dc.description.abstract<table><tr><td colspan="2" class="item-title">Nurse Practitioner Accelerated Triage</td></tr><tr class="item-sponsor"><td class="label">Conference Sponsor:</td><td class="value">Emergency Nurses Association</td></tr><tr class="item-year"><td class="label">Conference Year:</td><td class="value">2010</td></tr><tr class="item-author"><td class="label">Author:</td><td class="value">Kamienski, Mary, PhD, APRN, FAEN, CEN</td></tr><tr class="item-institute"><td class="label">P.I. Institution Name:</td><td class="value">University of Medicine and Dentistry of New Jersey University Hospital</td></tr><tr class="item-author-title"><td class="label">Title:</td><td class="value">Assistant Dean Graduate Program/Associate Professor</td></tr><tr class="item-address"><td class="label">Contact Address:</td><td class="value">65 Bergen Street, Newark, NJ, 07101, USA</td></tr><tr class="item-phone"><td class="label">Contact Telephone:</td><td class="value">973-972-7451</td></tr><tr class="item-email"><td class="label">Email:</td><td class="value">drmaryrn@aol.com; kamienma@umdnj.edu</td></tr><tr class="item-co-authors"><td class="label">Co-Authors:</td><td class="value">Barbara Carroll, MSN, DNPc ; Deborah Kanobel, MSN, DNPc</td></tr><tr><td colspan="2" class="item-abstract">[ENA Annual Conference - Research Presentation]<br/>Nurse Practitioners are in a pivotal position to help fill gaps in health care. Prolonged waiting times (WT) and subsequent left without being seen(LWBS) by a qualified healthcare provider are significant emergency department problems across the country (Levsky, Young, Masullo, Miller, Herold, 2008, Chan, Kileen, Kelly, Guss, 2005) and around the world (Grant, Spain, Green, 1999, Travers, &amp; Lee, 2006, Terris, Leman, O&AElig;Connor, Wood, 2004). Internationally, triage has been recognized as the domain of the emergency nurse (Choi, Wong, &amp; Lau, 2006, Richardson, Braitberg, Yeoh, 2004, Spaite et al., 2002, Travers, &amp; Lee, 2006, Terris, Leman, O&AElig;Connor, Wood, 2004). Typically, triage and medical screening exams are two independent processes and in some institutions, both steps are handled separately by nursing (Nash, 2009). Combining the role of the triage nurse and the medical screening capability of the nurse practitioner creates a significantly positive impact on ED patient waiting times and left without being seen rates. The consolidation of these steps decreases ED patients&AElig; waiting times and subsequent left without being seen rates before a medical screening exam (MSE) can be performed.<br/><br/>Purpose: The purpose of this study was to develop a new protocol that (1) reduced the length of time between the patient's ED arrival and receipt of an MSE(WT) and (2) reduced the number of ESI Level 3 patients who LWBS.<br/><br/>Design: A prospective design, with a retrospective database review was utilized. <br/><br/>Participants and Setting: The study was conducted at an urban Level 1 Trauma Center emergency department which treats 100,000 patients annually, with approximately 60,000 having an ESI Level 3 acuity (Muniz, 2008). Adult patients, ESI Level 3, of either sex, marital status, ethnic group, insured or uninsured were included in this study.<br/><br/>Protection of human subjects<br/> Institutional Review Board approval was obtained. All patients were treated equally and their confidentiality protected by removal of any personal identifying information from the data reviewed. <br/><br/>Methods: All adults, ESI Level 3, who arrived between 7:00 AM on December 6, 2009 to 11:59 PM on December 12, 2009 were included in the pilot group. Time of arrival to MSE was extracted from the patients' charts after the study period ended. Retrospective data collection was conducted for the same time period one year prior. The historical group was triaged by an RN and had a subsequent MSE by an NP. <br/> Using the EPIC tracking system, the researchers computed the WT for both the pilot and historical patients' groups. Data was also extracted to determine the number of patients in the pilot group who LWBS and compared to the historical group. <br/><br/>Data Analysis: Descriptive statistics was used to identify sample participants. A T-test compared the WT and the number of patients who LWBS by a medical provider during the accelerated triage pilot study and during the historical period. <br/> <br/>Results: Data analysis is currently in progress.<br/><br/>Implications: NP accelerated triage significantly reduces ED waiting times and left without being seen rates for adult ESI Level 3 patients. <br/></td></tr></table>en_GB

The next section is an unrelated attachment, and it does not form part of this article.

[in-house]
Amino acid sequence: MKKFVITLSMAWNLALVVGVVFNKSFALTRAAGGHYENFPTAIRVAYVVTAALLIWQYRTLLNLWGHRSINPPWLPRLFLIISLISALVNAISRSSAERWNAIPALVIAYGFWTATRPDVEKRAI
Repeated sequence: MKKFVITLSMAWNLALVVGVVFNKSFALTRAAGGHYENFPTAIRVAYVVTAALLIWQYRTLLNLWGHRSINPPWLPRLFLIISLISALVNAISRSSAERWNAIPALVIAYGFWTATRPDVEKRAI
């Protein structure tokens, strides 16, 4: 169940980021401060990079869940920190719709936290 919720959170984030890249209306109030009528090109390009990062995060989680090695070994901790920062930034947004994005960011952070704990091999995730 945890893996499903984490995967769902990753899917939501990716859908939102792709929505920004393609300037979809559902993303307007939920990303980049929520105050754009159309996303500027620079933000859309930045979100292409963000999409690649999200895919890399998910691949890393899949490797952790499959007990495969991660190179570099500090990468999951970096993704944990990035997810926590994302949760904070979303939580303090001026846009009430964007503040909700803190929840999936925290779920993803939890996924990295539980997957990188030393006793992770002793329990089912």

dc.date.available2011-10-27T10:27:16Z-
dc.date.issued2011-10-17en_GB
dc.date.accessioned2011-10-27T10:27:16Z-
dc.description.sponsorshipEmergency Nurses Associationen_GB